For Immediate Release, January 29, 2021
Sophia Ressler, (206) 399-4004, SRessler@biologicaldiversity.org
Washington OKs Controversial Training Program for Hound Hunting
SEATTLE— The Washington Fish and Wildlife Commission voted 4-3 today to finalize new rules allowing hunters to use hounds to chase cougars and other wildlife. The controversial new rules specify which hunters can participate in the program and which requirements they must follow.
Today’s new rules implement a law passed in 2019 that required the department to establish the training program. The department can call on the handlers trained in this program to kill cougars or other wildlife that have had conflicts with livestock or are alleged to pose a public-safety concern.
Washington voters outlawed the use of hounds by recreational hunters by initiative in 1996. The training program created today allows the use of hounds to target animals in situations not covered by the 1996 law.
“I’m very concerned about the potential for abuse of hound hunting under this newly created program,” said Sophia Ressler, a Seattle-based staff attorney at the Center for Biological Diversity. “Without additional safeguards and staff for enforcement, this new program doesn’t appear up to the task of protecting wildlife or the will of the voters who passed the initiative banning hound hunting.”
The new rules fail to safeguard wildlife by prohibiting pursuit of cougars during vulnerable time periods, such as their birthing season. The rules also lack requirements for controlling hounds or reporting requirements to provide transparency to the public.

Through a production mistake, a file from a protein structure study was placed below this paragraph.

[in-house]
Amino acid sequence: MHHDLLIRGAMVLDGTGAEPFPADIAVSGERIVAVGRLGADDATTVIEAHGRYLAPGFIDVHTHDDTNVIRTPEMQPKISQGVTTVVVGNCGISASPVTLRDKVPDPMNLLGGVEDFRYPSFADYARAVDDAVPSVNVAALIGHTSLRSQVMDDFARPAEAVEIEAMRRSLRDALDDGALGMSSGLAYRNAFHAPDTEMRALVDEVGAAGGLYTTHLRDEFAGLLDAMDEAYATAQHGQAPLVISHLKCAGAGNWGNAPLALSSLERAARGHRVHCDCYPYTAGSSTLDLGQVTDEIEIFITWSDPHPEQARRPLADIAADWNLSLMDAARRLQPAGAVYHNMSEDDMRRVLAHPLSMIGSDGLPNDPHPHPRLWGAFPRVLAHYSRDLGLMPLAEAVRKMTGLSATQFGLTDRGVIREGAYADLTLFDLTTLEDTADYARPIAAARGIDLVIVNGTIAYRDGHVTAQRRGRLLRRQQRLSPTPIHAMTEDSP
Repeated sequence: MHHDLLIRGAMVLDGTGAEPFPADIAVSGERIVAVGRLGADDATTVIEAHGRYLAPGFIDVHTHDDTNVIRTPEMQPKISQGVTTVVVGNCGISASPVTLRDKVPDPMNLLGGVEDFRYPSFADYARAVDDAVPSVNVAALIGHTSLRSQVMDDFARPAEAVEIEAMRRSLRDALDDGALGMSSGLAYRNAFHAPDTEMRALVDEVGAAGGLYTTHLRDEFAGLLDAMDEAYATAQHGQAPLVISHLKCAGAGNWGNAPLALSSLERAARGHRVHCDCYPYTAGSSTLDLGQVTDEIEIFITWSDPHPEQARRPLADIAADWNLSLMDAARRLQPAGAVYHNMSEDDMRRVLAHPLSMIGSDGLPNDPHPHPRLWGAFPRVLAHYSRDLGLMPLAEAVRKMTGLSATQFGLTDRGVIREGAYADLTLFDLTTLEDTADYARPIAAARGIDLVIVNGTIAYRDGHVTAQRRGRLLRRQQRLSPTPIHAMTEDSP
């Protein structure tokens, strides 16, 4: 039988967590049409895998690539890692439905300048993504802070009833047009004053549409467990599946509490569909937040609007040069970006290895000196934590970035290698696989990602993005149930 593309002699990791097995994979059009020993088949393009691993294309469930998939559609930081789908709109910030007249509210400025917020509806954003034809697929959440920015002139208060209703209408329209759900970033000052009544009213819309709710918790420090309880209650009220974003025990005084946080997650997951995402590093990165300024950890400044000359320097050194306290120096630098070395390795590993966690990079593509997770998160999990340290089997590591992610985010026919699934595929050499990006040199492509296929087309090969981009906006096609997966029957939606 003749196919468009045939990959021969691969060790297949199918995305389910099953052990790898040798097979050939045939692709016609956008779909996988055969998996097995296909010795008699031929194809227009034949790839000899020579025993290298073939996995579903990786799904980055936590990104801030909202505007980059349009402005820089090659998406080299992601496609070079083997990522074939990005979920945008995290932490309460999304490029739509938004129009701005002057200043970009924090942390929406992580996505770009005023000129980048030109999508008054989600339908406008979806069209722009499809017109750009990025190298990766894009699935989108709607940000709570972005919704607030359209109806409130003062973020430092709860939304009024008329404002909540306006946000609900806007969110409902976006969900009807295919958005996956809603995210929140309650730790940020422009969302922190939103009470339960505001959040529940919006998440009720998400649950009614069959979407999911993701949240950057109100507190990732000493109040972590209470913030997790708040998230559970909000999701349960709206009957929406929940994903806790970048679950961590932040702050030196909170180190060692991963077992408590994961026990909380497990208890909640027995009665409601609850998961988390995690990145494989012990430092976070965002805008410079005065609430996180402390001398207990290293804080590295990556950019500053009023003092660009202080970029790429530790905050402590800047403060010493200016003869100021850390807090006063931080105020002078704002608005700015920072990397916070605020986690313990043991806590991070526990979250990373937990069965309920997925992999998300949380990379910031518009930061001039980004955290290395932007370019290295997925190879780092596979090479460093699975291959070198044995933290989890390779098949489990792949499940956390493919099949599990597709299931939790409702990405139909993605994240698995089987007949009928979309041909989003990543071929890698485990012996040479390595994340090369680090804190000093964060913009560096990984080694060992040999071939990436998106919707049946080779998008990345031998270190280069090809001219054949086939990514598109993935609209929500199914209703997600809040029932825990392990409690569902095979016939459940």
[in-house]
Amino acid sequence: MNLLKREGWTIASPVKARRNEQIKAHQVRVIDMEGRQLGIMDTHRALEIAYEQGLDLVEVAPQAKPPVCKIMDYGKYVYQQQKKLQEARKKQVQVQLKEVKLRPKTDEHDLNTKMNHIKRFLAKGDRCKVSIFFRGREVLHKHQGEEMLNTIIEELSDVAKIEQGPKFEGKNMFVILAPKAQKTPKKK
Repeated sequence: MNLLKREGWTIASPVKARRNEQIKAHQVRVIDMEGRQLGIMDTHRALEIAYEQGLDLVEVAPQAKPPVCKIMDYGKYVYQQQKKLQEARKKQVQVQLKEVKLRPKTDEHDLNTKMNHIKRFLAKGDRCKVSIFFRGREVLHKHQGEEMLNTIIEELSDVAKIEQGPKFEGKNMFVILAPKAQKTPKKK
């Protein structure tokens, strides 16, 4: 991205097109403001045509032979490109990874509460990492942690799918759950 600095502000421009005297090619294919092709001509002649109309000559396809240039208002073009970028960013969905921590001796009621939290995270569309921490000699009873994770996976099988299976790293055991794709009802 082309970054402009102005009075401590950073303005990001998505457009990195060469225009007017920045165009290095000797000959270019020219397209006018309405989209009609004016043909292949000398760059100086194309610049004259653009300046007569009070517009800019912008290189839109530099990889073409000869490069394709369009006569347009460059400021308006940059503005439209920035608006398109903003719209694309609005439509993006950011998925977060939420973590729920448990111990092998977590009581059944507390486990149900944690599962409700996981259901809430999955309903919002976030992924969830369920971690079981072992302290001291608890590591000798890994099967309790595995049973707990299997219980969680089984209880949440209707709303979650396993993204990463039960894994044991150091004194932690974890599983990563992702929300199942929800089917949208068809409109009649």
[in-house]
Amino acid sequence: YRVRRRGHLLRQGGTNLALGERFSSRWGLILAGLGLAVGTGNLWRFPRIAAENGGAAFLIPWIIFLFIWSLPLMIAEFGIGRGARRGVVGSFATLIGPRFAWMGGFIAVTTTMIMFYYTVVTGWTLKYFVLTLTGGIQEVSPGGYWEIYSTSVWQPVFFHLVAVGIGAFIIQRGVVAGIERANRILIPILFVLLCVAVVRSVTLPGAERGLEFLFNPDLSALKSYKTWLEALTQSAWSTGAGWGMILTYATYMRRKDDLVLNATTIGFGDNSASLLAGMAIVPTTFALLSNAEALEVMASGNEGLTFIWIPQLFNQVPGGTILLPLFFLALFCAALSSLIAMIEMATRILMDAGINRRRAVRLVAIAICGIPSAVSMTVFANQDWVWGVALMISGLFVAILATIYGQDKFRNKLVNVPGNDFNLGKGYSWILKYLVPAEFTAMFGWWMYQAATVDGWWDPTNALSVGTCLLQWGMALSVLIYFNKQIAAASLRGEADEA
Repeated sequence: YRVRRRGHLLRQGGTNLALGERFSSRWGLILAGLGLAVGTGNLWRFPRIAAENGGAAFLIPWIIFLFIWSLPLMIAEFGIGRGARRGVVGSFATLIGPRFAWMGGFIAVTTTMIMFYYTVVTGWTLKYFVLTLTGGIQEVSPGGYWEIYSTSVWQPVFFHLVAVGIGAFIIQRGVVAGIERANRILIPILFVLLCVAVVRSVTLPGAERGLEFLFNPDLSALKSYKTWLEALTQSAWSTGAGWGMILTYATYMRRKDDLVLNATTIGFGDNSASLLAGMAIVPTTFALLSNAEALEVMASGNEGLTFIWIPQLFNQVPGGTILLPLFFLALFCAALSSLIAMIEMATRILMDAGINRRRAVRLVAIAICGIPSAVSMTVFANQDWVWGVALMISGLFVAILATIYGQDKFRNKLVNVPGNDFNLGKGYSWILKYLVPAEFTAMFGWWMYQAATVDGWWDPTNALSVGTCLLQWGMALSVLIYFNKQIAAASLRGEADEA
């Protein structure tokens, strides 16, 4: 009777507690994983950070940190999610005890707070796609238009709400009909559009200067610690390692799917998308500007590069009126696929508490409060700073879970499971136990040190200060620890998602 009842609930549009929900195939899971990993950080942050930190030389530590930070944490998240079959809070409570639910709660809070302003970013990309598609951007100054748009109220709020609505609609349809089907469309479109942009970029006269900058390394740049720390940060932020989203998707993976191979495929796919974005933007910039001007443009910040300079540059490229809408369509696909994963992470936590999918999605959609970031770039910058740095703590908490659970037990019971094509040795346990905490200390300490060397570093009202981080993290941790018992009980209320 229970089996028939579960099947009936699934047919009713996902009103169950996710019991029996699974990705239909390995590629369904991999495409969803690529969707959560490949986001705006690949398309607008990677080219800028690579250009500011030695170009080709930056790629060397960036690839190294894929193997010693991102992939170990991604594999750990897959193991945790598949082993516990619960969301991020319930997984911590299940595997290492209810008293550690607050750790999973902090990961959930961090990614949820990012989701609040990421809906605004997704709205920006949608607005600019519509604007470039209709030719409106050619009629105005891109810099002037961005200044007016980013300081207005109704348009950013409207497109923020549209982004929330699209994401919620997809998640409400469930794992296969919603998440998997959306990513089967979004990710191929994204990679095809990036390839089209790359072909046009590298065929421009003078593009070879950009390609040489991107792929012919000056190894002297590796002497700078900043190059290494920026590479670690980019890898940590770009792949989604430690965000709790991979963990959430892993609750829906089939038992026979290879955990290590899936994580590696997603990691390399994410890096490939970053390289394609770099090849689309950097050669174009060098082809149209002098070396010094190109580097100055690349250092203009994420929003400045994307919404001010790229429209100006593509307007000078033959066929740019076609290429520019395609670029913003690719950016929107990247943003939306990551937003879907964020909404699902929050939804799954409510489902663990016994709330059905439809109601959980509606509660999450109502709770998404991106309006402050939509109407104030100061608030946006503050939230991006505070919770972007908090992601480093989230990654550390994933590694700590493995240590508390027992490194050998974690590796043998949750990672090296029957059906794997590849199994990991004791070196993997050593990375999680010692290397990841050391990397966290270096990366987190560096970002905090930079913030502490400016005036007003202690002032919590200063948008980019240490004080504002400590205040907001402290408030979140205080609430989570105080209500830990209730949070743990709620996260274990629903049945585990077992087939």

Hound hunting in Washington state has been the subject of much controversy. The Center sued the Washington Department of Fish and Wildlife in 2018 challenging a program that allowed the use of hounds to hunt black bears to protect private timber interests on the grounds that the bears were harming trees. In October of this year the court invalidated that program, finding that the department had been illegally granting permits to private hunters to kill bears using hounds and bait.
“These rules don’t go far enough to protect wildlife or hounds,” said Ressler. “The rules don’t contain the necessary components to make sure the law is being followed and wildlife is protected. Bottom line, this is yet another attack on the state’s cougars. We’ll be closely monitoring the department’s implementation and enforcement of it.”
In April the commission increased the total number of cougars hunters can kill by almost 50%, adding an additional stressor to the vulnerable cougar population targeted by the new hound-hunting program.
The Center for Biological Diversity is a national, nonprofit conservation organization with more than 1.7 million members and online activists dedicated to the protection of endangered species and wild places.